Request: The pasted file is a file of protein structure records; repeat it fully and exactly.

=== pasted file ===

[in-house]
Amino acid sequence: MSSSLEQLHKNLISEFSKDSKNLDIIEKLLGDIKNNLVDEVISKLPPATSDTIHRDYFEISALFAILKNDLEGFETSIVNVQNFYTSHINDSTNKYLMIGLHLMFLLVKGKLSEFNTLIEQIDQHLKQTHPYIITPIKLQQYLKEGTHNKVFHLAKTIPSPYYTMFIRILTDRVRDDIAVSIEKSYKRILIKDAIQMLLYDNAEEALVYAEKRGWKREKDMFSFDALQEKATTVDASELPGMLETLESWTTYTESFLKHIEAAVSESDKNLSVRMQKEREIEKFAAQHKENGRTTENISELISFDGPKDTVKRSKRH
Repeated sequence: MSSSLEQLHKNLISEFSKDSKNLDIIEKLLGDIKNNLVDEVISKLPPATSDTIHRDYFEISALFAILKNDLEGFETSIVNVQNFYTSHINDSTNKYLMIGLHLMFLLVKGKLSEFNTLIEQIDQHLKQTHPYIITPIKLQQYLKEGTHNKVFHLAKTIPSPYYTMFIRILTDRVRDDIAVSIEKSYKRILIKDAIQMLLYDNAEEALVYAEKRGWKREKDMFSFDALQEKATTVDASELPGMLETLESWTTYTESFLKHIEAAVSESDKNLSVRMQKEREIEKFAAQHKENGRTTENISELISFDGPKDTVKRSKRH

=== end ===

[in-house]
Amino acid sequence: MSSSLEQLHKNLISEFSKDSKNLDIIEKLLGDIKNNLVDEVISKLPPATSDTIHRDYFEISALFAILKNDLEGFETSIVNVQNFYTSHINDSTNKYLMIGLHLMFLLVKGKLSEFNTLIEQIDQHLKQTHPYIITPIKLQQYLKEGTHNKVFHLAKTIPSPYYTMFIRILTDRVRDDIAVSIEKSYKRILIKDAIQMLLYDNAEEALVYAEKRGWKREKDMFSFDALQEKATTVDASELPGMLETLESWTTYTESFLKHIEAAVSESDKNLSVRMQKEREIEKFAAQHKENGRTTENISELISFDGPKDTVKRSKRH
Repeated sequence: MSSSLEQLHKNLISEFSKDSKNLDIIEKLLGDIKNNLVDEVISKLPPATSDTIHRDYFEISALFAILKNDLEGFETSIVNVQNFYTSHINDSTNKYLMIGLHLMFLLVKGKLSEFNTLIEQIDQHLKQTHPYIITPIKLQQYLKEGTHNKVFHLAKTIPSPYYTMFIRILTDRVRDDIAVSIEKSYKRILIKDAIQMLLYDNAEEALVYAEKRGWKREKDMFSFDALQEKATTVDASELPGMLETLESWTTYTESFLKHIEAAVSESDKNLSVRMQKEREIEKFAAQHKENGRTTENISELISFDGPKDTVKRSKRH